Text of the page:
Migrant workers feel like outsiders in mainland cities, says survey

Many workers who flock to mainland cities feel alienated and have low self-esteem, says survey

PUBLISHED : Sunday, 03 March, 2013, 12:00am
UPDATED : Sunday, 03 March, 2013, 5:35am

Despite spending years working in mainland cities, migrant workers still feel like outsiders and say their only sense of happiness comes from their families, a Renmin University survey has found.

They also see themselves as the bottom of society and feel alienated because they have no influence on their lives or society in general, the survey found, with young migrant workers even gloomier about their prospects.

The findings underscore the challenge facing the new administration in realising premier-in-waiting Li Keqiang's high-profile commitment to people-oriented urbanisation.

The survey of 2,011 migrant workers, conducted in 20 major cities, found their sense of happiness came mainly from the satisfaction of their basic needs, such as income and education, how close they were to home and how often they could see their children.

Most said they felt that their social standing was very low and they were less happy than those who thought more highly of themselves. More than half of those with low opinions of themselves felt lonely, bored and incapable of having an impact on their lives or society.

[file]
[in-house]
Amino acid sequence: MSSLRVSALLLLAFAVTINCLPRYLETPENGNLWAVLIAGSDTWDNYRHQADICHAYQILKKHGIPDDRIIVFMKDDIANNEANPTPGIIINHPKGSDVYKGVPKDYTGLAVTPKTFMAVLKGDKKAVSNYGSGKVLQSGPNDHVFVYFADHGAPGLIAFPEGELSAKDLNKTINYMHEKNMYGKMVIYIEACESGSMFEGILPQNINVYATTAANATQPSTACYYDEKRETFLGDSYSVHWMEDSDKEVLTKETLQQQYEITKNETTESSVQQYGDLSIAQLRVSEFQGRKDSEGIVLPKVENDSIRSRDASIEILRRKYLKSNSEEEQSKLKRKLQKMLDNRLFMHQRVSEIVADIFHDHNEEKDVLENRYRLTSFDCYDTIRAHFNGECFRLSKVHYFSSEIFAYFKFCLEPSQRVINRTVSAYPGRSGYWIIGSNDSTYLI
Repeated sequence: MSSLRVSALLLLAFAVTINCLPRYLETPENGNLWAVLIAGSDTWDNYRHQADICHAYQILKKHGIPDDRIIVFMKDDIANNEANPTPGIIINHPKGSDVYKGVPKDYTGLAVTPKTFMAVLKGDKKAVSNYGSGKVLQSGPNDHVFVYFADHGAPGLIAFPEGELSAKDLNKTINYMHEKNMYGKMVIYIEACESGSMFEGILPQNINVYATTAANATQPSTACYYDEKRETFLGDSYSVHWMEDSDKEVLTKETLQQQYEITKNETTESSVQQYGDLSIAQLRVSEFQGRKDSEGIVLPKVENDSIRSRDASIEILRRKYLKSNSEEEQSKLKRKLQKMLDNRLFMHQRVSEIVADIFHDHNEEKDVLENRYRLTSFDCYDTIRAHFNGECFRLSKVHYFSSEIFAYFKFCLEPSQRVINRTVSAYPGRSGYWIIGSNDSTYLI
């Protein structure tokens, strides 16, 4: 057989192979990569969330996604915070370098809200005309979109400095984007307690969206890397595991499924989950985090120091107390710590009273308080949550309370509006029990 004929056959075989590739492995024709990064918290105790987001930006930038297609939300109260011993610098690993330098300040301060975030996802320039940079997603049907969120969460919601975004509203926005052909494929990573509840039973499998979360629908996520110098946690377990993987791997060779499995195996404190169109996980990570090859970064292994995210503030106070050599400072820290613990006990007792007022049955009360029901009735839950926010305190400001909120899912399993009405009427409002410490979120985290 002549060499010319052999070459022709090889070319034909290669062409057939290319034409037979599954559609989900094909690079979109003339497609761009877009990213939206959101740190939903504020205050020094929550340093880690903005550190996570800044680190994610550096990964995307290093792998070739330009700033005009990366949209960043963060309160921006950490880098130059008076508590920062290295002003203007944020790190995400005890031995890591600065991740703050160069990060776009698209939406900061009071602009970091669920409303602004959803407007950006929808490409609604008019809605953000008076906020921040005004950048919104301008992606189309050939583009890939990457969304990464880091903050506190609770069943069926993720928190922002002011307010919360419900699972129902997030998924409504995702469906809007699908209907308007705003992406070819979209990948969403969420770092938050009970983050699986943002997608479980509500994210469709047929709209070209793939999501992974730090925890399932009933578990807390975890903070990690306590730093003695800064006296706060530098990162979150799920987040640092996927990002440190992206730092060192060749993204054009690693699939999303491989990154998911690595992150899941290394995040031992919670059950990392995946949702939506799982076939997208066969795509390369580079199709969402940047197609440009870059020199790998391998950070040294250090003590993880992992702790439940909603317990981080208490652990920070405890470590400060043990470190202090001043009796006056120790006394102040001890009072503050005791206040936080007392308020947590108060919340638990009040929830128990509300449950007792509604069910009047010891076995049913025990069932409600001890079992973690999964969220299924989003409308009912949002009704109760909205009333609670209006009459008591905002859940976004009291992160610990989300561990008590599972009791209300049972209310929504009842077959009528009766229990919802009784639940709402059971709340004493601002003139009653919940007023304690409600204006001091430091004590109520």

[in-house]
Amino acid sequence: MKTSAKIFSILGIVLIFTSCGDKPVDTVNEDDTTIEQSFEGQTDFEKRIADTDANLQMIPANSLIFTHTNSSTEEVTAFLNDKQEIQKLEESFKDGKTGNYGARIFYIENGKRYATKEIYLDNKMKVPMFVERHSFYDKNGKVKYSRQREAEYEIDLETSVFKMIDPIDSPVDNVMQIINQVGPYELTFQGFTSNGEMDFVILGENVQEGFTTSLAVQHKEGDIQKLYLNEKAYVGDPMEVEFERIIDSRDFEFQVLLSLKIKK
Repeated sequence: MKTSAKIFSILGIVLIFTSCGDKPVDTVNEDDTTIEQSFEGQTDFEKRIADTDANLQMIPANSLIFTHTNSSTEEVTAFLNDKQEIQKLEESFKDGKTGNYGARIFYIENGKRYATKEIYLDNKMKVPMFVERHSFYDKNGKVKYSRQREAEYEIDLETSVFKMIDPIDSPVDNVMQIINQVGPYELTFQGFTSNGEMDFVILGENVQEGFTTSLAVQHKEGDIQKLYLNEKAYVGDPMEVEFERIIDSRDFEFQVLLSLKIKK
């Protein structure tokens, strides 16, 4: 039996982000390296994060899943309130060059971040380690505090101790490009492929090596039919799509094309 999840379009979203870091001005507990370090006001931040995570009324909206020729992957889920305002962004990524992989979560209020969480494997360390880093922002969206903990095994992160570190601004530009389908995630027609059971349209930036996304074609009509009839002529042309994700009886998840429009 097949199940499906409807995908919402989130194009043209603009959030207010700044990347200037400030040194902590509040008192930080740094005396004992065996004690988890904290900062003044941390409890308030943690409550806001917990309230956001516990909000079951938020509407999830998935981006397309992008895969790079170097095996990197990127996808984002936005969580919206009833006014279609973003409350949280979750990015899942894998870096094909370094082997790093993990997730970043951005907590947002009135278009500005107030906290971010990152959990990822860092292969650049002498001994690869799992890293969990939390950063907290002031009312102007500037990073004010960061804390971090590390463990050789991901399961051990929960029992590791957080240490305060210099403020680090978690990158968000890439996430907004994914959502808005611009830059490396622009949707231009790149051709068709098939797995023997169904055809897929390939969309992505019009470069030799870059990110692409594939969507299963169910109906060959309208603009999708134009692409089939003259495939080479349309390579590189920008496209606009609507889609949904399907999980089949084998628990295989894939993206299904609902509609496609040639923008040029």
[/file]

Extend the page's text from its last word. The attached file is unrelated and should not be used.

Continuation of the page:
The survey also found that migrant workers were not necessarily happier in more economically developed cities, with those in central and western regions where competition was less fierce generally more content.

Professor Hu Ping , from Renmin University's psychology department, which conducted the survey, said the government should pay more attention to the well-being of migrant workers.

"Not just their basic living requirements and food but also their social needs such as being recognised, accepted and respected by society," Hu said. "Their needs to participate in social life should also be met."

Compared with a similar survey last year, migrant workers' living standards had improved but their sense of happiness from social involvement and social standing had dipped.

Wang Junxiu , a researcher with the Chinese Academy of Social Science, said the survey showed that the sense of happiness of migrant workers was not entirely based on how much money they made but also how they felt about the future.

"The core of urbanisation is how to make these migrant workers urban residents and from the survey we see the migrant workers are not … wanting different levels of needs one by one," Wang said. "Instead, they need to fulfil their needs at the same time and the government should do more to make them integrate into society."

Hu said the government should be alert to the class awareness of migrant workers and work out strategies to effectively resolve conflicts among different social strata to avoid conflict.

Professor Ye Yumin , from Renmin University's school of public administration and policy, said urbanisation should mean not only that people could move from place to place but also allow them to move up the social ladder. "Otherwise it is not successful," she said.

Ye said it was the government's job to create a fair channel for migrant workers to move up and the most effective way was through education.